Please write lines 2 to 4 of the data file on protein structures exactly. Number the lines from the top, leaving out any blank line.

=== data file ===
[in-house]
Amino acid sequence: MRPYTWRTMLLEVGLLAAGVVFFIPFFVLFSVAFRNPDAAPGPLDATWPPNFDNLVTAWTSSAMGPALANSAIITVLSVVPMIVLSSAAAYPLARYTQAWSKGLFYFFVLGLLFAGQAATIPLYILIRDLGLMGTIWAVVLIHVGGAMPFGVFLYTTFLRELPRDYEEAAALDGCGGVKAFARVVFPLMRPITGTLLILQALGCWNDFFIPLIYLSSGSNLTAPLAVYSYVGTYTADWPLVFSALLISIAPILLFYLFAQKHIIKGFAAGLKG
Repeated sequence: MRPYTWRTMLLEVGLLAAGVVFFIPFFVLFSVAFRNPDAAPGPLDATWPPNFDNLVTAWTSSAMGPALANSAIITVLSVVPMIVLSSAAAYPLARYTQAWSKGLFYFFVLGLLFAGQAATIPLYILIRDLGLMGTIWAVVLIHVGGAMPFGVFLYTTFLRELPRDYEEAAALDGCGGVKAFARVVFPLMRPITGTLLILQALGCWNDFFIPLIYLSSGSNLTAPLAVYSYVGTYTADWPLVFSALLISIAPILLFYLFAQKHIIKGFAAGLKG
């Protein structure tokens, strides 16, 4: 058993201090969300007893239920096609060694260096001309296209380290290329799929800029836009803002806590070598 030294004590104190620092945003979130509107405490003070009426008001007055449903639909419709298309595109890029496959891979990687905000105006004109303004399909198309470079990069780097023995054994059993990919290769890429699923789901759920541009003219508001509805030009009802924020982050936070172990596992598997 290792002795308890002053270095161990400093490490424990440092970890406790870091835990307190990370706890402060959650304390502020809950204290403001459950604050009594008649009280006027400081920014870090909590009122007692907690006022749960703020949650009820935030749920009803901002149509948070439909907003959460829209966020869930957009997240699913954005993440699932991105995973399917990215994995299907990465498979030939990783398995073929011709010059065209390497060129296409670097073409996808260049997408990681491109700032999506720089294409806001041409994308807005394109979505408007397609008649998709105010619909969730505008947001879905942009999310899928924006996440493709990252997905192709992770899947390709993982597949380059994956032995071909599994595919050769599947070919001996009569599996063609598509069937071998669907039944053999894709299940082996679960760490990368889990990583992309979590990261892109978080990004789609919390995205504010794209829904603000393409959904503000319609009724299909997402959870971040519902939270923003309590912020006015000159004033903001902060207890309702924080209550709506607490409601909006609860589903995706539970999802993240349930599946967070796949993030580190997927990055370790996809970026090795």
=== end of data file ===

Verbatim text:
Amino acid sequence: MRPYTWRTMLLEVGLLAAGVVFFIPFFVLFSVAFRNPDAAPGPLDATWPPNFDNLVTAWTSSAMGPALANSAIITVLSVVPMIVLSSAAAYPLARYTQAWSKGLFYFFVLGLLFAGQAATIPLYILIRDLGLMGTIWAVVLIHVGGAMPFGVFLYTTFLRELPRDYEEAAALDGCGGVKAFARVVFPLMRPITGTLLILQALGCWNDFFIPLIYLSSGSNLTAPLAVYSYVGTYTADWPLVFSALLISIAPILLFYLFAQKHIIKGFAAGLKG
Repeated sequence: MRPYTWRTMLLEVGLLAAGVVFFIPFFVLFSVAFRNPDAAPGPLDATWPPNFDNLVTAWTSSAMGPALANSAIITVLSVVPMIVLSSAAAYPLARYTQAWSKGLFYFFVLGLLFAGQAATIPLYILIRDLGLMGTIWAVVLIHVGGAMPFGVFLYTTFLRELPRDYEEAAALDGCGGVKAFARVVFPLMRPITGTLLILQALGCWNDFFIPLIYLSSGSNLTAPLAVYSYVGTYTADWPLVFSALLISIAPILLFYLFAQKHIIKGFAAGLKG
């Protein structure tokens, strides 16, 4: 058993201090969300007893239920096609060694260096001309296209380290290329799929800029836009803002806590070598 030294004590104190620092945003979130509107405490003070009426008001007055449903639909419709298309595109890029496959891979990687905000105006004109303004399909198309470079990069780097023995054994059993990919290769890429699923789901759920541009003219508001509805030009009802924020982050936070172990596992598997 290792002795308890002053270095161990400093490490424990440092970890406790870091835990307190990370706890402060959650304390502020809950204290403001459950604050009594008649009280006027400081920014870090909590009122007692907690006022749960703020949650009820935030749920009803901002149509948070439909907003959460829209966020869930957009997240699913954005993440699932991105995973399917990215994995299907990465498979030939990783398995073929011709010059065209390497060129296409670097073409996808260049997408990681491109700032999506720089294409806001041409994308807005394109979505408007397609008649998709105010619909969730505008947001879905942009999310899928924006996440493709990252997905192709992770899947390709993982597949380059994956032995071909599994595919050769599947070919001996009569599996063609598509069937071998669907039944053999894709299940082996679960760490990368889990990583992309979590990261892109978080990004789609919390995205504010794209829904603000393409959904503000319609009724299909997402959870971040519902939270923003309590912020006015000159004033903001902060207890309702924080209550709506607490409601909006609860589903995706539970999802993240349930599946967070796949993030580190997927990055370790996809970026090795």